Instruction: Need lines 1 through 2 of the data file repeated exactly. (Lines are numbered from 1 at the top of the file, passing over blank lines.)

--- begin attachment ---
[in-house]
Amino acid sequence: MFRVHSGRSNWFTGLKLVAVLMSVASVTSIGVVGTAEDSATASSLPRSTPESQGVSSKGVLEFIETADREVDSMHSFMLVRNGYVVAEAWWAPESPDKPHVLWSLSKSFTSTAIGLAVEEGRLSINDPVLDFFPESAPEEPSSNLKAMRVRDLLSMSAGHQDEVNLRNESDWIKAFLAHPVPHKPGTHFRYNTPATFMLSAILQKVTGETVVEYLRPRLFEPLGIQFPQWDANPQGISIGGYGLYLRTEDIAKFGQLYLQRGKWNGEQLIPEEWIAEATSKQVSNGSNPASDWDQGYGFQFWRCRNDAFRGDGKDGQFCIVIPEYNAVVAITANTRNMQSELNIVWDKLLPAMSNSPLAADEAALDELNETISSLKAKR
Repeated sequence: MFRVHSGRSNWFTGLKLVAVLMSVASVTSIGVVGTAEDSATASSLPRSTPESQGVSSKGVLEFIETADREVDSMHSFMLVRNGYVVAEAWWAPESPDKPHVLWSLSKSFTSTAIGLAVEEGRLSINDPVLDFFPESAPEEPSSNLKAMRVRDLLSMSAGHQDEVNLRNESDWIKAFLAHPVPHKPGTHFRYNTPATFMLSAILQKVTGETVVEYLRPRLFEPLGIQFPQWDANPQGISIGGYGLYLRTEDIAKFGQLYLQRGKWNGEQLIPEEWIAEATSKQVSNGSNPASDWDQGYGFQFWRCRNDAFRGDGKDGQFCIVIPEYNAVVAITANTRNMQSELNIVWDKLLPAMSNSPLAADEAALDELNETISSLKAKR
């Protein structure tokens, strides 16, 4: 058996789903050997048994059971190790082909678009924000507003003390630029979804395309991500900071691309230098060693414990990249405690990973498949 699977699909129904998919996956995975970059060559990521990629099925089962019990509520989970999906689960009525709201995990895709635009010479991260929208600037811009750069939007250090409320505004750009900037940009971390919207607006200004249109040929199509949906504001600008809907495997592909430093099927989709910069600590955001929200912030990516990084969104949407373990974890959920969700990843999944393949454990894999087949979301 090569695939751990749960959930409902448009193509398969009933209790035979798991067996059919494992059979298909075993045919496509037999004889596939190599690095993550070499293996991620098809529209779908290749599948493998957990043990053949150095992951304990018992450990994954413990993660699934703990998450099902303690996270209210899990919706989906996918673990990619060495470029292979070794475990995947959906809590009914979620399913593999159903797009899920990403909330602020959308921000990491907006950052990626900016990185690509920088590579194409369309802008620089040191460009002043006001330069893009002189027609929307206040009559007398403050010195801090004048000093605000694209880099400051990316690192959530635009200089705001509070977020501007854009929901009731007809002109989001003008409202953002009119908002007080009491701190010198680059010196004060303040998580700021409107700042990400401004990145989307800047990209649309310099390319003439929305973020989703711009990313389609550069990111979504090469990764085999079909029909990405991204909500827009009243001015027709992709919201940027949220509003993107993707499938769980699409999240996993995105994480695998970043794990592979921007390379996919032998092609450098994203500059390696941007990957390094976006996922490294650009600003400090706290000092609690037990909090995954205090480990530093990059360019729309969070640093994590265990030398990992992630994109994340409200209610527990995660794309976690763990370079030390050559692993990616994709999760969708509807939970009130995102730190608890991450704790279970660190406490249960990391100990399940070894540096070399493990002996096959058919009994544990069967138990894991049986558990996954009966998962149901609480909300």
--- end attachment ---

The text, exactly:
[in-house]
Amino acid sequence: MFRVHSGRSNWFTGLKLVAVLMSVASVTSIGVVGTAEDSATASSLPRSTPESQGVSSKGVLEFIETADREVDSMHSFMLVRNGYVVAEAWWAPESPDKPHVLWSLSKSFTSTAIGLAVEEGRLSINDPVLDFFPESAPEEPSSNLKAMRVRDLLSMSAGHQDEVNLRNESDWIKAFLAHPVPHKPGTHFRYNTPATFMLSAILQKVTGETVVEYLRPRLFEPLGIQFPQWDANPQGISIGGYGLYLRTEDIAKFGQLYLQRGKWNGEQLIPEEWIAEATSKQVSNGSNPASDWDQGYGFQFWRCRNDAFRGDGKDGQFCIVIPEYNAVVAITANTRNMQSELNIVWDKLLPAMSNSPLAADEAALDELNETISSLKAKR